A quick recap
In the last article, I gave a fairly detailed description of the methods that HTTP 1.0 offered; in this article, I will carry on with that and describe those methods added in HTTP 1.1, as defined by rfc2616. Fear not though, most of them are not worth much time so this should be rather quick.
The Lesser Methods
This method basically just let’s a client ask what ‘methods’ would make sense for a given URI. I find it hard to see why you would use this these days to be honest. It would have been used for more automated exploration of what a service offered, ie crawlers. Sounds like if you do need this to be used, your service is not that well designed and/or badly documented.
More or less a ‘ping’ like method. I’m sure if you are trying to debug some issues it could be handy, but for the now I’m just going to leave it be.
OK, now this is something that you shouldn’t have to think twice about. It’s used to help upgrade from HTTP to HTTPS. I’m not an expert on the old security stuff, but as I understand it, most frameworks will manage this for you. So, don’t think for a second you can avoid using it, equally don’t waste time managing this yourself.
Methods of Merit
I really wish I could have been there when they realised that HTTP 1.0 didn’t allow resources to be deleted. I’m sure they had their reasoning, but still, it’s there now. There are a few interesting points with this method. Firstly, the server does not have to actually delete the resource, it’s perfectly reasonable to simply make it such that the URI no longer GETs that resource; you could move it to an ‘admin only’ area, or require special permissions to see it (though this is probably not sticking to what DELETE should do). Equally, you could simply return a 202 (Accepted) response; in which case the resource can still be reached, but you have ‘promised’ that at some stage it will be removed, a concept I find very odd. The DELETE method is of course, idempotent; if you ask to delete the same URI twice, you’ll get the same response “sure thing, that’s gone now”.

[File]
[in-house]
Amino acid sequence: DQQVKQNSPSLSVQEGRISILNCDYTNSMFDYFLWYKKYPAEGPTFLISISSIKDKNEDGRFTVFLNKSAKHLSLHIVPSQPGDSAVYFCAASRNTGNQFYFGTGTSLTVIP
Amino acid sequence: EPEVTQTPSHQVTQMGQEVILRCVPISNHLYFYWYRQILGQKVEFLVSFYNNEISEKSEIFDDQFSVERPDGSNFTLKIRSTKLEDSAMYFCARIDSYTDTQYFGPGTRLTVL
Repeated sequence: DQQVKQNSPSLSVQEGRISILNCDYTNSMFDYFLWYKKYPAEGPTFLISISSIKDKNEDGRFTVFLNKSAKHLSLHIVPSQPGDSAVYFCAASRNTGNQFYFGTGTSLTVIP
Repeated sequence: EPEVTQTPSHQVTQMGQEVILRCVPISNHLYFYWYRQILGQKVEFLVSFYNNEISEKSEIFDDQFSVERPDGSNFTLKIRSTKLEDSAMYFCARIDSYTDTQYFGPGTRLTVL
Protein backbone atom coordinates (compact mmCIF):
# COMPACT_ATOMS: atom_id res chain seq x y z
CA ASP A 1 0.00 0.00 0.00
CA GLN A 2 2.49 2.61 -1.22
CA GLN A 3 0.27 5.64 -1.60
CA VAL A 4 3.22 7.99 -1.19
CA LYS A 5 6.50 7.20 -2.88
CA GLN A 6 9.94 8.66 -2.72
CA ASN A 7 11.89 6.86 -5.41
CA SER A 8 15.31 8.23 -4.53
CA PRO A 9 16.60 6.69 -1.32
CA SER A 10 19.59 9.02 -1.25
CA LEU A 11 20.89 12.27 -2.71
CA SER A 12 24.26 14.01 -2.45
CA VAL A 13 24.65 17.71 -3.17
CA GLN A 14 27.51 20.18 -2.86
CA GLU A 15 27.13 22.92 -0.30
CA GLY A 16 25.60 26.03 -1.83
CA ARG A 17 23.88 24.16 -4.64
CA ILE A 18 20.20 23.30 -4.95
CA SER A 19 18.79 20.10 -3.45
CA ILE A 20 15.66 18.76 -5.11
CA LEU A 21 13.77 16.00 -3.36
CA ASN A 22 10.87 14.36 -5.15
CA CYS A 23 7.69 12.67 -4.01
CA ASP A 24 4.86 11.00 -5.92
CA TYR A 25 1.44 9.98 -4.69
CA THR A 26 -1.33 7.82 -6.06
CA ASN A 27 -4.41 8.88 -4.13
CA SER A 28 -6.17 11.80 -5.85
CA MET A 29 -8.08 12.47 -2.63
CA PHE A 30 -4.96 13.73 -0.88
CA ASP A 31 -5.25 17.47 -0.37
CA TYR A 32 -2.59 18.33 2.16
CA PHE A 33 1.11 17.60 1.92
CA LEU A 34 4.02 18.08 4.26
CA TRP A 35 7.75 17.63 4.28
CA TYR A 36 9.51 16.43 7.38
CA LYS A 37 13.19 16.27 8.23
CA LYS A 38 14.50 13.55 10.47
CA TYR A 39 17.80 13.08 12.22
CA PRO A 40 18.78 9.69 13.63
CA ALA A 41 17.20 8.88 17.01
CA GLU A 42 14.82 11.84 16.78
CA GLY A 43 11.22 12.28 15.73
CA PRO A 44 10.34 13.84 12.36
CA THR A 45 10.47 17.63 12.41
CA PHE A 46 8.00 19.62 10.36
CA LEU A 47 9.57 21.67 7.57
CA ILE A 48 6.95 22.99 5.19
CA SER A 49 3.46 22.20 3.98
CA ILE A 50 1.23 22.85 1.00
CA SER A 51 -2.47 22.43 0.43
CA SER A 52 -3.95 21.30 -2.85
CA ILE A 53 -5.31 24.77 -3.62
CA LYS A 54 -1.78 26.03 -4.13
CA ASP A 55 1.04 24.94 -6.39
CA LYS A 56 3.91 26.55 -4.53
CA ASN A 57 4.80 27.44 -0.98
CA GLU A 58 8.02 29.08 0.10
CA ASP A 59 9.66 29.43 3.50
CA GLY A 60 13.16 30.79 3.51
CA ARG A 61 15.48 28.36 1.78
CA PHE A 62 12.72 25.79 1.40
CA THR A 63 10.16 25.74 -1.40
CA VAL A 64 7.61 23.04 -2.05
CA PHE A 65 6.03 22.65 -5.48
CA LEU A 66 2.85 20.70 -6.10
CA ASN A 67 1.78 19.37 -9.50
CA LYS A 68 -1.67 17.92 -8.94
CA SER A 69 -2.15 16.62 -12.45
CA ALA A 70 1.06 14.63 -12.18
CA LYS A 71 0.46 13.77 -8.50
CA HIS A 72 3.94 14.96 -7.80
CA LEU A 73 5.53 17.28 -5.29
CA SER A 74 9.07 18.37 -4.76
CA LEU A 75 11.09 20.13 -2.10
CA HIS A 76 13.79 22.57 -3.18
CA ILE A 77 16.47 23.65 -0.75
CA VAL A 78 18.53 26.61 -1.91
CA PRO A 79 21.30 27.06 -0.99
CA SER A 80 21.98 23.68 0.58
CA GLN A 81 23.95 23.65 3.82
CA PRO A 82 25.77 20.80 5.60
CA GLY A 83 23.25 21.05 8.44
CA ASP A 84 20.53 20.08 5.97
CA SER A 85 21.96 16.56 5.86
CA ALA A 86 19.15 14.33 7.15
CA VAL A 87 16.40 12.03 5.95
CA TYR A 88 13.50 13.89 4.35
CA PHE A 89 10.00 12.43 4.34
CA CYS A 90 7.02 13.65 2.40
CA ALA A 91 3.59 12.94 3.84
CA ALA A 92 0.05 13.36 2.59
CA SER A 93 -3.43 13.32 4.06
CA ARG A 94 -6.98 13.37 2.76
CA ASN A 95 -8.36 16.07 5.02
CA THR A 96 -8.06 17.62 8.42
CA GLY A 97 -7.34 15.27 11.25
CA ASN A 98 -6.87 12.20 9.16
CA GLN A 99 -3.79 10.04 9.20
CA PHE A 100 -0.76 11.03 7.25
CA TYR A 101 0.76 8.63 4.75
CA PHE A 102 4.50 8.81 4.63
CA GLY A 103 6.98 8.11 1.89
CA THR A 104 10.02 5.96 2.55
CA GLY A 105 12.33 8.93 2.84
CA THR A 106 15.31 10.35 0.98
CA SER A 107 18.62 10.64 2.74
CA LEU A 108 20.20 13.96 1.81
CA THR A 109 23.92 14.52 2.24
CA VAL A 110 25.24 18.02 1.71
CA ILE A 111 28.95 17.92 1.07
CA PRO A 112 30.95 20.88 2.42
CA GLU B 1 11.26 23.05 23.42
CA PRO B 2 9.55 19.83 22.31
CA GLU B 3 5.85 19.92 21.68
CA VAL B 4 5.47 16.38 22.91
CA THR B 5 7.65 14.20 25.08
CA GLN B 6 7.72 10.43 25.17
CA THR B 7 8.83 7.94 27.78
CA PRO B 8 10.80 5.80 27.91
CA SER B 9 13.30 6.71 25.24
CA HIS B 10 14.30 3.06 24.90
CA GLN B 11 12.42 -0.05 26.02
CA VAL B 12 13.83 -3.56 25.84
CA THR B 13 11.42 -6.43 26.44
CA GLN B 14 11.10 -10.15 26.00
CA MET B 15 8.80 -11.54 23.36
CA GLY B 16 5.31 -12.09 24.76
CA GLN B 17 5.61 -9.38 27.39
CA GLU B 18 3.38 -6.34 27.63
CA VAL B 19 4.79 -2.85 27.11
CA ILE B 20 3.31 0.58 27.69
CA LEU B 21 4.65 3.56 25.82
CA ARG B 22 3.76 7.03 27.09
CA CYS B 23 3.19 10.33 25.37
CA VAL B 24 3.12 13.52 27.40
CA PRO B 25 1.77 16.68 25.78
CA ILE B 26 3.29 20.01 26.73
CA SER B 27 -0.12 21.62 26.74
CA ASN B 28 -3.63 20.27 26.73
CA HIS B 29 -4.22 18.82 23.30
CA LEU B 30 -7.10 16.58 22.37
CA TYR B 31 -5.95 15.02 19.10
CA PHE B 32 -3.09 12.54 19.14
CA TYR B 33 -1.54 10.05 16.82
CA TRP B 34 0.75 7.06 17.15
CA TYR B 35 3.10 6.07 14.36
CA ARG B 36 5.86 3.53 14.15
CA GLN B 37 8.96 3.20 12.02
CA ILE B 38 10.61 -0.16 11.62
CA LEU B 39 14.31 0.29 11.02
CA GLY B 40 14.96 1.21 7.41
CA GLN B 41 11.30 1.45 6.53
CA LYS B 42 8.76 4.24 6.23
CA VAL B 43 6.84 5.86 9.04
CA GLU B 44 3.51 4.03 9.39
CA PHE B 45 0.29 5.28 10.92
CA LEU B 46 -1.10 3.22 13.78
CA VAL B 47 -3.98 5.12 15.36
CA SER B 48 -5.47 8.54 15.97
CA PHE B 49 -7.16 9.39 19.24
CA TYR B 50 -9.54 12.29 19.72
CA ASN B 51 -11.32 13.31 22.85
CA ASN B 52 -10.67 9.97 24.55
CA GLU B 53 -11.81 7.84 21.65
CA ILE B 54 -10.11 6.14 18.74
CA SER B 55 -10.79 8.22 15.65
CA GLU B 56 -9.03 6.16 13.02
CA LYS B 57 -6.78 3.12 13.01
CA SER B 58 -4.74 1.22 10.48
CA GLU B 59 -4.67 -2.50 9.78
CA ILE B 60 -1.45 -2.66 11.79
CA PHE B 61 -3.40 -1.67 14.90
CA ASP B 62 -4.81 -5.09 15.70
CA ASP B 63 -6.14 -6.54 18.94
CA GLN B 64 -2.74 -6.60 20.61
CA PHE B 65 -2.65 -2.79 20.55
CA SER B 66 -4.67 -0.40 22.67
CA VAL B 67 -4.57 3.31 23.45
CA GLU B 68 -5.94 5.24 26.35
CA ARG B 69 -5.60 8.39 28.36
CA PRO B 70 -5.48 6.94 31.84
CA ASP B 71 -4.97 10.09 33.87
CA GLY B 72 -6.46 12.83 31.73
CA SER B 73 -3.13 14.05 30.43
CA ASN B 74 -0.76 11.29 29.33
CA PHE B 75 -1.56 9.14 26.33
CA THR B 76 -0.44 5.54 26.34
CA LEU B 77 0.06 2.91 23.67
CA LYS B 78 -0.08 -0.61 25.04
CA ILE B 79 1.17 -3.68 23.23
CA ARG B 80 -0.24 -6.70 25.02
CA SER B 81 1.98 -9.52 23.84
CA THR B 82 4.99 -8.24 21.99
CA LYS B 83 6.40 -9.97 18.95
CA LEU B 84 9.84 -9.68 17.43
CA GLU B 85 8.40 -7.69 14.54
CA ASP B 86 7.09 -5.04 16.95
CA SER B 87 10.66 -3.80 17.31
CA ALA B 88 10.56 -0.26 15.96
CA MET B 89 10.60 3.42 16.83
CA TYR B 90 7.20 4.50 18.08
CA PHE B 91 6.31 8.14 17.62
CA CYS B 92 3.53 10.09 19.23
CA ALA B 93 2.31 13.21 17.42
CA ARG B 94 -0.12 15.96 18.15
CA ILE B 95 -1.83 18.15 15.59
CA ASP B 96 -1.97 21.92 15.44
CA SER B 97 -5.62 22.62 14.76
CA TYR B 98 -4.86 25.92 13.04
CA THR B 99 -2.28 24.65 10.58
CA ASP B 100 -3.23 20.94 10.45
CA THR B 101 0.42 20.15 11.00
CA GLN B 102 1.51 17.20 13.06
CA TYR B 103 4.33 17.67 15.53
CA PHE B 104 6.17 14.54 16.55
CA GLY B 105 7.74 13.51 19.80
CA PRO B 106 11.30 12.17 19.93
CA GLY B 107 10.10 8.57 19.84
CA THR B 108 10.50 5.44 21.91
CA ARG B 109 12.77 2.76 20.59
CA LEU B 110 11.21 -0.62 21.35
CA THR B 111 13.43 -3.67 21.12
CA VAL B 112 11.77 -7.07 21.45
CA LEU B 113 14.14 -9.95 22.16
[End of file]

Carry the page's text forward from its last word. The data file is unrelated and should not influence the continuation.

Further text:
This is a method that most people seem to use wrong for the most part. The basic detail that everyone seems fine with is that it is PUTting a resource to a specific URI, unlike POST which leaves it to the server to decide what the URI will be. The idea would be that a user might GET a resource, make some modifications to it locally, and then PUT it back at the same URI they got it from. Of course, your server could apply some user permissions to restrict who can PUT that resource back.
You don’t just have to replace the resource though, you could PUT a brand new resource at a specific location and this is where people start to get things wrong. It is so common to overlook that that you are PUTting an entirely new resource at that URI! What ever was there is (well, should) be completely obliterated by this new version. As such, if a user wishes to just make a slight modification, they have to send the entire new version, even if it is a huge resource.
But You Just Want to PATCH?
So, all you want to do is provide a partial modification to a resource, you just want to PATCH it up a bit. This method is not described in the ‘official’ HTTP 1.1 specification but in rfc5789. Do not discard this method simply because it’s not an ‘official’ method, HTTP does permit your server to define any method you wish, you could define a TRANSFORM method that will manipulate a resource based on some provided data. PATCH is a perfectly reasonable method to use, it is semantic and very easy to support.
Exactly how you implement PATCH is up to you, you could have the client send some key:value data and just update the fields mentioned in the request. For more text document like resources, a more standardised ‘diff’ might make sense. I could go on with more examples, but really how to encapsulate the differences really is outside the scope of this article. Thinking more in terms of ‘RESTful’ web applications, PATCH might not be a bad way to send frequent data, such as users sending text in a chat application; though really that’s entering the world of stream and sockets, which is another thing altogether.
So yeah, HTTP 1.1 provided some missing functionality, but still left some confusion regarding how to modify resources. Please do use PATCH when you need to just modify are resource, reserve PUT to complete replacements.